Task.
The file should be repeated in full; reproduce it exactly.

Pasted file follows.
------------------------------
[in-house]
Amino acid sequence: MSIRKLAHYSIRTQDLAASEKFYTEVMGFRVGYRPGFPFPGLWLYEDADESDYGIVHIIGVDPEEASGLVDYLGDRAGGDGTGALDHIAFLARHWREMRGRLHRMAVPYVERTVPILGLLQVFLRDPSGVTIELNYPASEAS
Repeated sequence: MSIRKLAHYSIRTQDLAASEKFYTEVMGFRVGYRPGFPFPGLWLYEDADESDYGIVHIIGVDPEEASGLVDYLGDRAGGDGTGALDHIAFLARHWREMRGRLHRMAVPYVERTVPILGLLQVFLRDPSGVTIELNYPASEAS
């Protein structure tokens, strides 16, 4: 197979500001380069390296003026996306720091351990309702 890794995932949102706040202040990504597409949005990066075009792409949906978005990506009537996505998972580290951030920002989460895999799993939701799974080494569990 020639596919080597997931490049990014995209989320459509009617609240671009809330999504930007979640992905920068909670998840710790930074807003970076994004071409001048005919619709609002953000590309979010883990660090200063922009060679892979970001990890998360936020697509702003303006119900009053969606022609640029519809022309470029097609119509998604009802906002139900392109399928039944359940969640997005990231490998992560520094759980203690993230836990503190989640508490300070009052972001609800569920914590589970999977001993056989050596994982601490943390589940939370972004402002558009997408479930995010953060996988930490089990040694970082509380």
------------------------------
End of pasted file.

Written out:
[in-house]
Amino acid sequence: MSIRKLAHYSIRTQDLAASEKFYTEVMGFRVGYRPGFPFPGLWLYEDADESDYGIVHIIGVDPEEASGLVDYLGDRAGGDGTGALDHIAFLARHWREMRGRLHRMAVPYVERTVPILGLLQVFLRDPSGVTIELNYPASEAS
Repeated sequence: MSIRKLAHYSIRTQDLAASEKFYTEVMGFRVGYRPGFPFPGLWLYEDADESDYGIVHIIGVDPEEASGLVDYLGDRAGGDGTGALDHIAFLARHWREMRGRLHRMAVPYVERTVPILGLLQVFLRDPSGVTIELNYPASEAS
């Protein structure tokens, strides 16, 4: 197979500001380069390296003026996306720091351990309702 890794995932949102706040202040990504597409949005990066075009792409949906978005990506009537996505998972580290951030920002989460895999799993939701799974080494569990 020639596919080597997931490049990014995209989320459509009617609240671009809330999504930007979640992905920068909670998840710790930074807003970076994004071409001048005919619709609002953000590309979010883990660090200063922009060679892979970001990890998360936020697509702003303006119900009053969606022609640029519809022309470029097609119509998604009802906002139900392109399928039944359940969640997005990231490998992560520094759980203690993230836990503190989640508490300070009052972001609800569920914590589970999977001993056989050596994982601490943390589940939370972004402002558009997408479930995010953060996988930490089990040694970082509380």